from the FAS Project on Government Secrecy
July 19, 2001


"Is the CIA's refusal to cooperate with Congressional inquiries a threat to effective oversight of the operations of the Federal Government?"

That rather leading question was the topic of an unusual hearing before two subcommittees of the House Government Reform Committee yesterday.

The hearing was unusual because the established structures of intelligence oversight are rarely criticized within Congress itself, and Republican committee chairmen rarely speak of the CIA with anger and indignation. But yesterday they did.

"The CIA is assaulting Congress's constitutional responsibility to oversee executive branch activities," said subcommittee chairman Rep. Stephen Horn (R-Calif.) "The CIA believes it is above that basic principle in our Constitution. We do not agree."

"Tell me why I shouldn't be outraged," said Rep. Christopher Shays (R-Conn.), also a subcommittee chair. "When faced with persistent institutionalized [CIA] resistance to legitimate inquiries, we're compelled to reassert our authority."

The congressional ire was triggered by the CIA's refusal to participate in a committee hearing on computer security at the Agency.

"Neither I nor any CIA representative will testify," wrote DCI George J. Tenet bluntly on July 17. He noted that House Intelligence Committee chairman Porter Goss "urged me not to testify." See Tenet's letter here:

This prompted a fascinating discussion at yesterday's hearing of the respective oversight roles of the House Intelligence Committee and the House Government Reform Committee; the adequacy of the House Intelligence Committee's performance; the definition of intelligence "sources and methods" (which, by House rule, are the exclusive purview of the Intelligence Committee); the need to limit oversight of sensitive intelligence matters; the role of the General Accounting Office in intelligence oversight; and other fundamental issues.

The questions were generally better than the answers. Some of the testimony concerning national security classification was incorrect or misleading. But the official anger at the CIA was palpable, and may yet have policy consequences for the Agency.

The witness statements from the hearing are posted here:

"It is important to curtail growing GAO initiatives to investigate intelligence activities," according to a 1994 CIA memorandum on CIA policy toward the General Accounting Office that was released yesterday. The memo, authored by Stanley M. Moskowitz (who went on to fame if not fortune as CIA station chief in Tel Aviv), is posted here:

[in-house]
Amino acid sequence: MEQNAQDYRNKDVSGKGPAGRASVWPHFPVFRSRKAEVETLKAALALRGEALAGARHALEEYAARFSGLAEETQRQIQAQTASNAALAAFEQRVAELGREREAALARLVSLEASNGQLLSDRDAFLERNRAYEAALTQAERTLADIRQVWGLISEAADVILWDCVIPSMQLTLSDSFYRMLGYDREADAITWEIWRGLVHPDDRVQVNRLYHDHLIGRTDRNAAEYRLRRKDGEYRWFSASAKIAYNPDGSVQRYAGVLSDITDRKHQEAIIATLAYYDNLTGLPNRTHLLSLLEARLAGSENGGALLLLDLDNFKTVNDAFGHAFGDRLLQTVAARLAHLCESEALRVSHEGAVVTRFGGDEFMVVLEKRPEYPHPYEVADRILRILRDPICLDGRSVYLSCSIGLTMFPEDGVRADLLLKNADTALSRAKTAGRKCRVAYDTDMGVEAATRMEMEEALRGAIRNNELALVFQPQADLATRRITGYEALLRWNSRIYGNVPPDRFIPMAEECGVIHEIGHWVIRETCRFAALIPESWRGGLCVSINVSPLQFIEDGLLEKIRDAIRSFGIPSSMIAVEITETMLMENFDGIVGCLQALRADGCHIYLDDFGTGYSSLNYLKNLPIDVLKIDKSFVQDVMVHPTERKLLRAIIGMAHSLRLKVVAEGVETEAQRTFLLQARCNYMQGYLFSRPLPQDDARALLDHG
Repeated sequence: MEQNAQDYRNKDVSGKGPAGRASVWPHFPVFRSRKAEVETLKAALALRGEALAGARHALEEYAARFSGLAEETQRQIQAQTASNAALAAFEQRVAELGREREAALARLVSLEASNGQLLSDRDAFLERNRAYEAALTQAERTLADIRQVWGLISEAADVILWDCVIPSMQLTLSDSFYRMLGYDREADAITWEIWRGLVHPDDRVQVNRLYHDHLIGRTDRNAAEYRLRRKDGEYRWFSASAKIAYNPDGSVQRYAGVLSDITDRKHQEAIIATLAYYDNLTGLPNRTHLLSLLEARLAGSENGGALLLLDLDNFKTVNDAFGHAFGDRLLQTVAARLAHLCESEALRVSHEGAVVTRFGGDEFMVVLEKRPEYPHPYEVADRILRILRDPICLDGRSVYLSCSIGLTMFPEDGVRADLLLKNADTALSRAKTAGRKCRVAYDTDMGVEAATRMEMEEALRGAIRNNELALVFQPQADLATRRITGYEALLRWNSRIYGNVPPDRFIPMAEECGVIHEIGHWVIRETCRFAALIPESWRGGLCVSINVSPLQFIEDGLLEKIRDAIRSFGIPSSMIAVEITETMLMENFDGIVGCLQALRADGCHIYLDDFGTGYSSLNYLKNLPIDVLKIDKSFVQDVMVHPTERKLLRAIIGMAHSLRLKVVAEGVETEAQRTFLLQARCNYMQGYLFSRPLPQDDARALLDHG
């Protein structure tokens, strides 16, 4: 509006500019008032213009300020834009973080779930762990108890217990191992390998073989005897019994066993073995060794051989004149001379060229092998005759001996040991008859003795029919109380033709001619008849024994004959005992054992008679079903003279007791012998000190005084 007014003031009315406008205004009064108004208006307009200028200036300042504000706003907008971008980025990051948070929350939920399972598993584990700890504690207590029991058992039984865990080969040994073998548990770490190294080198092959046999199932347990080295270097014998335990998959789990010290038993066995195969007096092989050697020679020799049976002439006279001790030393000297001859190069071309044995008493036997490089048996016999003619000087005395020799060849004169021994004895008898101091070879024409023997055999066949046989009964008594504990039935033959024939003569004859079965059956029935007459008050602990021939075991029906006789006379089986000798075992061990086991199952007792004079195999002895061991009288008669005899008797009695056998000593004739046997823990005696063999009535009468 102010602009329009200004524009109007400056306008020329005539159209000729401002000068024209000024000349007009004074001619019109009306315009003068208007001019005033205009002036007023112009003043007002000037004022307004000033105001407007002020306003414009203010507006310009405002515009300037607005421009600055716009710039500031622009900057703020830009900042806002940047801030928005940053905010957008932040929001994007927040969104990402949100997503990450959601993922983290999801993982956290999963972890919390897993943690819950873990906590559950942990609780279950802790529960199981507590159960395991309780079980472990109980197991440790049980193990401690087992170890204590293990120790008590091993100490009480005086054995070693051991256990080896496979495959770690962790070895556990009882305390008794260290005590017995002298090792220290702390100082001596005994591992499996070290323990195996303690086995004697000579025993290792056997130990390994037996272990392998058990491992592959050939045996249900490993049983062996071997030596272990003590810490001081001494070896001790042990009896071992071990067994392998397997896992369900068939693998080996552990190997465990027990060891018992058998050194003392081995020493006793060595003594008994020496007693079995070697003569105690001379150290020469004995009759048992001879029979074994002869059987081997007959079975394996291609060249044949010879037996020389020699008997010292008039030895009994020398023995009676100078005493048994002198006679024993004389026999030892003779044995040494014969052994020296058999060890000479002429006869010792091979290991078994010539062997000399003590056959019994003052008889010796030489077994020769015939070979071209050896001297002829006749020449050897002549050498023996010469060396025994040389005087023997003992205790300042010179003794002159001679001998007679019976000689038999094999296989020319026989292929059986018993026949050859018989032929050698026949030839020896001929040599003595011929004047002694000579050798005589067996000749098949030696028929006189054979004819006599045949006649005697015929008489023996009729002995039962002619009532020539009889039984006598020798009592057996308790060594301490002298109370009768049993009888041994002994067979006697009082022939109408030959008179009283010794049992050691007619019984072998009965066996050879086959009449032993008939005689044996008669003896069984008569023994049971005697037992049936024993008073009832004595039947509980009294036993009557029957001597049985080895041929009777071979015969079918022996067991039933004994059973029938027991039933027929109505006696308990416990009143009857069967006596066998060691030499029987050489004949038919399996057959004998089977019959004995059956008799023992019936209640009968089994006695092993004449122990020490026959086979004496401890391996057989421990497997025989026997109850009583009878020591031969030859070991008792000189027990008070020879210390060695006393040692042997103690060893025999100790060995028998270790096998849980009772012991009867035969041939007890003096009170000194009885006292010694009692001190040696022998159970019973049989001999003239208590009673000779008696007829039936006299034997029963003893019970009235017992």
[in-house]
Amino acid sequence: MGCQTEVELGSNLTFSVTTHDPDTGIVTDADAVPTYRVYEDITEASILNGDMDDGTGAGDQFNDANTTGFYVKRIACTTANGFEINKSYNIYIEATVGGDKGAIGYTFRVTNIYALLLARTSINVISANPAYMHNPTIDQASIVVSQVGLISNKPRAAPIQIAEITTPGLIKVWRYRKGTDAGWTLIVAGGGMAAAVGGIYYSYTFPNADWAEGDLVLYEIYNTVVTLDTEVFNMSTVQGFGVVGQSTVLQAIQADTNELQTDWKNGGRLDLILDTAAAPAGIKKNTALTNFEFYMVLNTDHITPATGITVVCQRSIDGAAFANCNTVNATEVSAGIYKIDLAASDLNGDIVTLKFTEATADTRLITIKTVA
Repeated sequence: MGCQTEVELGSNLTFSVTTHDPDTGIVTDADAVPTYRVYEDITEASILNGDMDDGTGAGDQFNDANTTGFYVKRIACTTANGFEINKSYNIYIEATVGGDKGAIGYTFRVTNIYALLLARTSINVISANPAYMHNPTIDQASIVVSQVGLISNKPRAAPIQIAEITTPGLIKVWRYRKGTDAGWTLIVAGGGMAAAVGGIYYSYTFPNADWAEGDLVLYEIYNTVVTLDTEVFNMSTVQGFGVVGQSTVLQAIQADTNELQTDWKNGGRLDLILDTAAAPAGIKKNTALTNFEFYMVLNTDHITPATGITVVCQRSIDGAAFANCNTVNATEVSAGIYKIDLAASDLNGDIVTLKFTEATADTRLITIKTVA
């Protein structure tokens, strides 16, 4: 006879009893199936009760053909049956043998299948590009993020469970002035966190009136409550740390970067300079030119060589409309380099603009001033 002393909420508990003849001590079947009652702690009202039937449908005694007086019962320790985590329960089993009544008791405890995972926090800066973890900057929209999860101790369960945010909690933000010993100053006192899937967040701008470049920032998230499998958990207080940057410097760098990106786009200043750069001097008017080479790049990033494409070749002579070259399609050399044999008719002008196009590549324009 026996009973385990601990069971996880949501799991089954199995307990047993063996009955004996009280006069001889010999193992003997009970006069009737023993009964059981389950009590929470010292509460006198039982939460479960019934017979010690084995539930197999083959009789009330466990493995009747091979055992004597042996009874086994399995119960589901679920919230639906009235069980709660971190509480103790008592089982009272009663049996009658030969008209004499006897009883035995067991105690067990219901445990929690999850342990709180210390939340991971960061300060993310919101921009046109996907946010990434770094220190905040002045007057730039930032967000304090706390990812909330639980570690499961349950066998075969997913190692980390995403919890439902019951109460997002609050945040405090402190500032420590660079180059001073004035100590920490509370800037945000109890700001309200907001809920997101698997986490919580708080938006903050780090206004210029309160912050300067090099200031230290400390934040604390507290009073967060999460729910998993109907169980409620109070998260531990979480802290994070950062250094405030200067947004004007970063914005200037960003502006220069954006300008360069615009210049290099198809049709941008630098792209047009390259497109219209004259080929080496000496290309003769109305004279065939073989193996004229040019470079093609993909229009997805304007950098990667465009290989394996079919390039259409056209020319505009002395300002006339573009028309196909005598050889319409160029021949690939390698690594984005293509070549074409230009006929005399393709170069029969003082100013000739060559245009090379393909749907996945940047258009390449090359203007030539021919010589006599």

CIA computer security policy, which was initial subject of the House Committee's inquiry, is governed by DCI Directive 6/3, "Protecting Sensitive Compartmented Information Within Information Systems." That 5 June 1999 Directive was obtained by Secrecy News and is now available here:


A Senate Judiciary Committee hearing yesterday on "Reforming FBI Management: The Views from Inside and Out" became a forum for airing the usual litany of complaints about the Bureau, and then some.

FBI Deputy Assistant Director Kenneth Senser described several of the internal security reforms that have been adopted in the wake of the Robert Hanssen espionage case, including: enhanced computer audit procedures, an expanded polygraph program, and an enhanced security clearance reinvestigation program.

Judiciary Committee chairman Sen. Patrick Leahy noted that the Justice Department has provided the Committee with an unclassified version of the long-awaited "Bellows" review of the Wen Ho Lee espionage investigation. But that unclassified document has still not been "scrubbed" for privacy and other considerations, and so it is not yet releasable to the public. A Justice Department spokesman said today that preparation of a public version of the report is a "top priority."

Prepared statements from yesterday's Senate Judiciary Committee hearing are posted here:

Former Energy Department counterintelligence official Notra Trulock criticized a recent General Accounting Office report on the FBI's handling of the Wen Ho Lee investigation.

"The report contains some factual errors that, if left uncorrected, perpetuate the web of deceit the FBI has spun to cover up its own mistakes and blunders in the Wen Ho Lee debacle," Mr. Trulock wrote to the GAO on July 17. See:


Secrecy News is written by Steven Aftergood and published by the Federation of American Scientists.

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